Take it from Jim Ochowicz, the guru of professional American cycling: If you're not having fun, you'll never be fast
If there's a wizard behind the curtain of American cycling, it's Jim Ochowicz. Lance Armstrong? "Och" was an early mentor and his first pro director, and is the godfather of his son. Greg LeMond? He won the 1983 and '89 World Championships riding for the U.S. team managed by Ochowicz. Team 7-Eleven? Ochowicz, now 56, founded and managed the first U.S. pro team to compete in the Tour de France. He also competed in two Olympics ('72 and '76) and headed up the 2000 and '04 U.S. Olympic cycling teams. Here, Ochowicz shares his tips for getting the most out of your training, whatever your level. Rule number one: Enjoy the ride.
1. Find Your Motivation Remind yourself that you're riding because you want to. Don't let it become work, and don't be afraid not to ride when you need a break.
2. Don't Stress About Form Some of the strongest riders out there have terrible form—their toes are pointed and their pedaling is choppy. As long as everything fits you right, you'll be fine.
3. Get Gear That Fits Proper bike fit is about more than just comfort. A bike that's too big or small can be dangerous, because the handling will be way off.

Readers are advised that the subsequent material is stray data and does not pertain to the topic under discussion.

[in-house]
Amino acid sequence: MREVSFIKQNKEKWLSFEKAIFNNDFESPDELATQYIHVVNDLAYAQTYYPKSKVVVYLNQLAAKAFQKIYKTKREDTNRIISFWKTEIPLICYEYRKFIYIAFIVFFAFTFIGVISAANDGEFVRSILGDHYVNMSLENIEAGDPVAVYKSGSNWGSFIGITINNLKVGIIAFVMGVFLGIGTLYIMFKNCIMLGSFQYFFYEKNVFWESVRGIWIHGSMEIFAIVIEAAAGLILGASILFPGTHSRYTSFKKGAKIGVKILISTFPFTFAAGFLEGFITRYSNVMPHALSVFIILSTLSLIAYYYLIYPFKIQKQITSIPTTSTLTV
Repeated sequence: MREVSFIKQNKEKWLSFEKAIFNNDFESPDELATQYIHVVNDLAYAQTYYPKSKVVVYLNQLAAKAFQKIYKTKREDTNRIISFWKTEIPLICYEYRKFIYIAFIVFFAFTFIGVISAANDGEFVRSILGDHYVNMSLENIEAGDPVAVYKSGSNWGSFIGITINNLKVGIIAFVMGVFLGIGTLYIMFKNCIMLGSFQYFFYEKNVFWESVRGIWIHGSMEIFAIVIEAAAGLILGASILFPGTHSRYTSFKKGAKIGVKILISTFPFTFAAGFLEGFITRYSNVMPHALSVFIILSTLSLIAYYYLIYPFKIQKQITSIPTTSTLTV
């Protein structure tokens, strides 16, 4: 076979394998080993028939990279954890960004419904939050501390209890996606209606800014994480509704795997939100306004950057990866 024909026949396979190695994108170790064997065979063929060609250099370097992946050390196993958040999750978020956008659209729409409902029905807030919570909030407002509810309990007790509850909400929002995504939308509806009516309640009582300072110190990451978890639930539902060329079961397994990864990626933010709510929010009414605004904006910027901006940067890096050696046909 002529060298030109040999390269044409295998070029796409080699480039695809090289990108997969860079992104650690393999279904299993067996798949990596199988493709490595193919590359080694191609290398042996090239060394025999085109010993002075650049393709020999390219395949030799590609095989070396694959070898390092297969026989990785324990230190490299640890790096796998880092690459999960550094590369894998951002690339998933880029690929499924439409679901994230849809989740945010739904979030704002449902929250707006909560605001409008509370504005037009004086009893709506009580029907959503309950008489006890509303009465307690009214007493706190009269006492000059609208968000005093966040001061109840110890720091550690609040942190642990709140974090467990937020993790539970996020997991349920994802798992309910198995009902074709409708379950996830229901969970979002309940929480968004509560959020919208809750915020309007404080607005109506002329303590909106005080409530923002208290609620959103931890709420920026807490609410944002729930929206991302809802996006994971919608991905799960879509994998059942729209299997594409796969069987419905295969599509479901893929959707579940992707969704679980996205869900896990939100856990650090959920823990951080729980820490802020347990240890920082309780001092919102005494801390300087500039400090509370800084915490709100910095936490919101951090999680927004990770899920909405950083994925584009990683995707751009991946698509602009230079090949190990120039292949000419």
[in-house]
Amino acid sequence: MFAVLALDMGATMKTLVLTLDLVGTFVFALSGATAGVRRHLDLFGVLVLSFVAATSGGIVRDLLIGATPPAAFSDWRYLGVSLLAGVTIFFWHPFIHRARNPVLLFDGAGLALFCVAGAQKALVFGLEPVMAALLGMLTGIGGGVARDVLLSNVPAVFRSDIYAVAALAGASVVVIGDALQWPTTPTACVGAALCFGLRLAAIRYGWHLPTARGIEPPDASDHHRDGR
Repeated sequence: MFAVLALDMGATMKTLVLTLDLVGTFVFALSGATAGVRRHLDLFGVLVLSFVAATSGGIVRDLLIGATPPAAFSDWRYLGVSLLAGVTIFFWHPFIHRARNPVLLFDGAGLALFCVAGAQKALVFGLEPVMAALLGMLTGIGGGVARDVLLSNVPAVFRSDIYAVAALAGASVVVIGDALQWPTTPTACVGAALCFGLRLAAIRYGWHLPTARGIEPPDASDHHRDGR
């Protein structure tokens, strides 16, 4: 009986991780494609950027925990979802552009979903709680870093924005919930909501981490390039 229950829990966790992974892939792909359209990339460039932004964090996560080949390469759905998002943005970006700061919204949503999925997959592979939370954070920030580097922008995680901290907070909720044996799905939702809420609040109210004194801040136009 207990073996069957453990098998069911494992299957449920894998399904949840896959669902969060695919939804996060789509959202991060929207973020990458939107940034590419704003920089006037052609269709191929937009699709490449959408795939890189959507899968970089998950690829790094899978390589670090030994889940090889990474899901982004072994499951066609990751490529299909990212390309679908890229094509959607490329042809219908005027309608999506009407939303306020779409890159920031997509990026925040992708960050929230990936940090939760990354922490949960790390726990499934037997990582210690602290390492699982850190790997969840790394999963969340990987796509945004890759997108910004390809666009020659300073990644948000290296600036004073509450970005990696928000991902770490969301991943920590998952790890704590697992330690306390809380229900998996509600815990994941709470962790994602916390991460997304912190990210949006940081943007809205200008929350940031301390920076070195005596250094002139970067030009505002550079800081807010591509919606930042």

4. Pamper Your Bike For day-to-day training, check the tires and lube the chain. For big events, take it to a shop and have them do a full tune-up. Then, be sure to take it out for a good ride before the event.
5. Love Your Wheels and Tires They get the most wear and tear. If you're thinking at all about racing, do everything you can to have two sets of wheels—one to handle the heavy miles of training, and a nicer pair for racing.
6. Join Group Rides Your bike shop should have information on rides in your area. It's essential to learn how to ride in a pack. And conversation makes long rides more fun.
7. But Be Careful Never trust anyone riding ahead of you. Watch the tire of the rider in front of you, but also be aware of what's happening in front of him. It's easy to let your guard down and crash. Don't.
8. Take Your Turn Ride in the front of your group and allow others to take a break in your draft. Nothing turns off fellow riders more than someone who won't take his turn. When it's yours, ride up naturally and maintain the speed of the group.
9. Get Lean and Mean Obviously, "lean" for a weekend ride and "lean" for the Tour de France are different things. But the physics is the same for both: Any extra weight you've got is weight you'll have to carry.
10. Get Your Nutrition Dialed For long rides and races, the old strategy of carbo-loading is a good one. On the bike, experiment with energy foods and drinks. Find out what your body can handle, then stick with it. Race day is not the time to try something new.
11. Work Your Core Abdominal and trunk exercises stabilize you on the bike, so you can better put your power to the pedals.